Copyright 2001, by Ernest P. Moyer
Revised February, 2003
Given this simple relationship between the side deviations of
Meydum and the Giza 1 Core, and the Bent Wall and Giza 2, it is natural
to ask what other relationships might exist. Perhaps there is a connection in
the sequence of absolute change around the four sides of each structure and
not merely differences from the respective means. A tabulation of the sequence
of the increases (I) and decreases (D) shows the following:
|Giza 1 Core||I||D||I||D|
|Giza 1 Case||I||I||D||D|
Patterns emerge once again. Meydum, the Bent wall, and the Giza 1 Core all show the same sequence of length change around the four sides. Giza 2 is opposite in this sequence. The Giza 1 Case does not correspond to any of the other pyramids, but might have a relationship once again with the Bent and Flat pyramids — which remains unknown.
Since the arithmetic average of the absolute values correlated so well with geographical orientations I plotted the absolute variations for the four sides of each structure. I also used a logarithmic scale to bring out the smaller variations with greater clarity. In addition I plotted the values in the order of increasing difference from the mean, regardless of geographical position, to study the variation control. See Figure Nine A and B.
The tie between Meydum and the Giza 1 Core is immediately evident. The sequence of changes and the 10:1 ratio are easily seen.
Other relationships show. Except for the magnitude of the North side, Giza 2 is a mirror reflection of the Giza 1 Core. Refer to Figure Ten.
The south and west sides of the Giza 1 Core and Case are also mirror reflections of one another.
How do we know these last relationships were intended and not merely accidental? One must estimate the chances of such peculiar and curious connections being merely happenstance. Given the unique and amazing patterns such idea seems absurd.
Numerical relationships among these structure variations are not immediately obvious; one must do a detailed analytical study as I have shown here to develop a full understanding of the architectural design.
The plot of the deviations according to ranking in Figure Nine B shows other patterns. Since this is a logarithmic plot the mean of the four sides for each structure follows the pattern shown in Figure Four. The gap between the Bent Wall and Giza 2 for the missing Bent and Flat pyramids is apparent on this plot. If those two pyramids were placed in sequence on Figure Nine B there might be nearly equal spacing between the maximum deviations of seven structures on the logarithmic scale (position 4). This scale would express the upper limits of the decay type curve shown in Figure Four.
This assumes that the designer had one side considerably greater than the mean for each structure, and one side considerably smaller, to produce the upward and downward extremes in sides one and four.
We see that of twenty data points only two do not preserve ranking; those two are the South side for the Bent Wall, and the West side of Giza 2. Figure Eight provides an explanation for these last differences from the usual form shown in Figure Nine.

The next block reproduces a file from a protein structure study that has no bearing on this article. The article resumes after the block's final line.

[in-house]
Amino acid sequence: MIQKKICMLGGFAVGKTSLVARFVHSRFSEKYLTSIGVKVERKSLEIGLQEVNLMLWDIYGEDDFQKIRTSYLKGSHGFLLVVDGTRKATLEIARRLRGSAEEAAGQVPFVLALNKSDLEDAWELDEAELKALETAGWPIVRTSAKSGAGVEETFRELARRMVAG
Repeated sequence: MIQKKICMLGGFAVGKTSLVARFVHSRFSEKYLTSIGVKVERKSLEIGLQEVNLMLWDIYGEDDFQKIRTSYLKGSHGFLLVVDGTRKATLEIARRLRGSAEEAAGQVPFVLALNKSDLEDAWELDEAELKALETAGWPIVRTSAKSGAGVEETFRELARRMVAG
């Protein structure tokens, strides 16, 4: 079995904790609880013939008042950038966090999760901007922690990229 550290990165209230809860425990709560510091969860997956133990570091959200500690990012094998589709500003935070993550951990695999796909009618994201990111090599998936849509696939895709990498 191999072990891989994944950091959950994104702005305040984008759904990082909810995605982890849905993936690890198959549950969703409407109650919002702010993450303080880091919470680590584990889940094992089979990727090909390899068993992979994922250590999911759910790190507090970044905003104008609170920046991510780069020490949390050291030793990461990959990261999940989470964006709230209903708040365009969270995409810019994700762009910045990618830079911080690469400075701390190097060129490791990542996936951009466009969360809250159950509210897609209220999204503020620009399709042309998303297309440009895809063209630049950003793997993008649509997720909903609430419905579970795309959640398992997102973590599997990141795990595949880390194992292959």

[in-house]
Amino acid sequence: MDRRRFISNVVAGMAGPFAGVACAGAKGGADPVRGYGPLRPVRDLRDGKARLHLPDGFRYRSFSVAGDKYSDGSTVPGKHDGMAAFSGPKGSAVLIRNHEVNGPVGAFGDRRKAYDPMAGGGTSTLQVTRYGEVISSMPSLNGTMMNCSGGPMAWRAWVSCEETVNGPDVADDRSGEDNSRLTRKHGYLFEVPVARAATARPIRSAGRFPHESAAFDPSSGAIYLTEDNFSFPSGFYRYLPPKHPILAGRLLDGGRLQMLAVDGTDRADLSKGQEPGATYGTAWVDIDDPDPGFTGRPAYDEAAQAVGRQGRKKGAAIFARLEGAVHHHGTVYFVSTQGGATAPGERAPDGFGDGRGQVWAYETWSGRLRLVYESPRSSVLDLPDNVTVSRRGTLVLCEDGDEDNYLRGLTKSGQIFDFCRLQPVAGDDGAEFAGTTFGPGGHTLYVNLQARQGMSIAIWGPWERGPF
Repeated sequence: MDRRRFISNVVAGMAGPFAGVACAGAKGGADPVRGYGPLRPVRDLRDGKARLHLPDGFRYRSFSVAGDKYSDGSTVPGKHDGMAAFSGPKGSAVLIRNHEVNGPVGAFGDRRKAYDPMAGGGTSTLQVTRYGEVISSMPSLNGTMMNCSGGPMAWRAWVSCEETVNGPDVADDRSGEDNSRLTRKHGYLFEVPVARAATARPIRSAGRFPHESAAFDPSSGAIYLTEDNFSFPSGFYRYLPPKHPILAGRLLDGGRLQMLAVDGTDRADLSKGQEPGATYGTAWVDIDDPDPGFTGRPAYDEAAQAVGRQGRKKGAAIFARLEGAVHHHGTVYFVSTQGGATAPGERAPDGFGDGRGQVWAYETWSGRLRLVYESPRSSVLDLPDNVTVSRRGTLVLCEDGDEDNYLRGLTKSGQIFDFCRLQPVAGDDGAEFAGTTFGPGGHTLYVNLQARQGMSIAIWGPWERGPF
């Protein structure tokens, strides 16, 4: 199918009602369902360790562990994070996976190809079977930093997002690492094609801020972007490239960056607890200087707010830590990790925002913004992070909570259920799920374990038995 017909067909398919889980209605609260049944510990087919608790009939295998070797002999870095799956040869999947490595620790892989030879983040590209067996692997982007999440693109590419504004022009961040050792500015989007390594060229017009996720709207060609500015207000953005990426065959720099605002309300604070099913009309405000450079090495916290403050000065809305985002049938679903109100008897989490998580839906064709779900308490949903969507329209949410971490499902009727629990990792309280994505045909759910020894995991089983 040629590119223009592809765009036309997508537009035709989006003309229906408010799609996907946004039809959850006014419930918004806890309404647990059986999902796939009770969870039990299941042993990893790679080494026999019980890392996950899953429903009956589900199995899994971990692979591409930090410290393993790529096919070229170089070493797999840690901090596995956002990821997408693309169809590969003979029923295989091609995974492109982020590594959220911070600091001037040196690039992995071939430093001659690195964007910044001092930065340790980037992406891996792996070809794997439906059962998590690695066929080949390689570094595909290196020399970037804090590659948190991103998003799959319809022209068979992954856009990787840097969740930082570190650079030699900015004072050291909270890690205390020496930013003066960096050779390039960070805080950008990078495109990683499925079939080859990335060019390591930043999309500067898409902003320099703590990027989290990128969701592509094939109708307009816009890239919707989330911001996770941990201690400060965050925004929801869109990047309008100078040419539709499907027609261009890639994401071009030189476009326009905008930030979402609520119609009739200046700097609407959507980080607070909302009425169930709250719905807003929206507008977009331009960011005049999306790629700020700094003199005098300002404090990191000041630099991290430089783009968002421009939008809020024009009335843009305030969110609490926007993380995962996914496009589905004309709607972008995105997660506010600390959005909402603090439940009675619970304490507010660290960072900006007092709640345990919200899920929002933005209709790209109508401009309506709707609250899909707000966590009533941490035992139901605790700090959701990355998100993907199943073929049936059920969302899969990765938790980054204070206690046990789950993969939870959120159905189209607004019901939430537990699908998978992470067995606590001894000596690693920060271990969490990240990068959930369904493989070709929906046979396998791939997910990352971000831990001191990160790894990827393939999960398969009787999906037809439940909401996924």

Other facts emerge from Figure Nine. The spread in deviations from mean length for all structures combined covers exactly two orders of magnitude. The largest deviation is in Meydum at 210 parts /100,000 while the smallest is in the Giza 1 Case at 2.2 parts /100,000. This last fact is truly phenomenal. It would mean the construction engineers controlled the Giza 1 Case side lengths to better than 5 millimeters out of some 230 meters. Suggestion of such tight control is also shown by the south side of the Giza 1 Core and the east side of Giza 2. The former was built to 2.6 parts/100,000 (6 millimeters), and the latter to 3.7 parts/100,000 (8 millimeters). While we might believe such numbers to be beyond the range of control by even modern techniques the form of Figure Nine B brings serious pause. The plots do not have the appearance of randomness for even the smallest side length deviations. They appear to be fully under control by the pyramid engineers.
Another amazing aspect of this study is Petrie's ability to make measurements that bring out such minute differences. Without his superb skill with theodolite, compass, and chain we would not have this data to analyze. The analytical reliability of the data is conditioned by three factors: the ability of the builders to measure so precisely, their ability to construct so precisely, and Petrie's measurement precision.
Petrie gave 0.1 inch resolution or about one part/100,000 on his measurements at Giza. If he rounded off to the nearest 0.1 inch then his measurements probably had a precision of about 0.05 inches. He states that his first class survey points were fixed with an average probable error of 0.06 inches (1). The base of the survey, over 659 feet, was measured three times with a probable error of +/- 0.03 inches or +/- four parts per million. He also reported that he measured along the east side of Giza 1, thence along the south side, up the stone courses of the southwest corner, across the top, and return down the northeast corner. His error was less than 1/4 inch in 3,000 feet, or less than one part/100,000. Therefore Petrie's smallest reported side deviations probably are not far from the actual values.
Note that the mean side lengths of the respective structures are virtually unaffected by the deviations. The maximum deviation for the Giza 1 Case is about 1 part/10,000. Even the worst case deviation of Meydum at 2.1 parts/1000 would not seriously affect the side length design objectives. The builders held the deviations well below the side length design goals. Thus it was possible to place the Giza 1 Core inside the Giza 1 Case with the differences of deviation shown.
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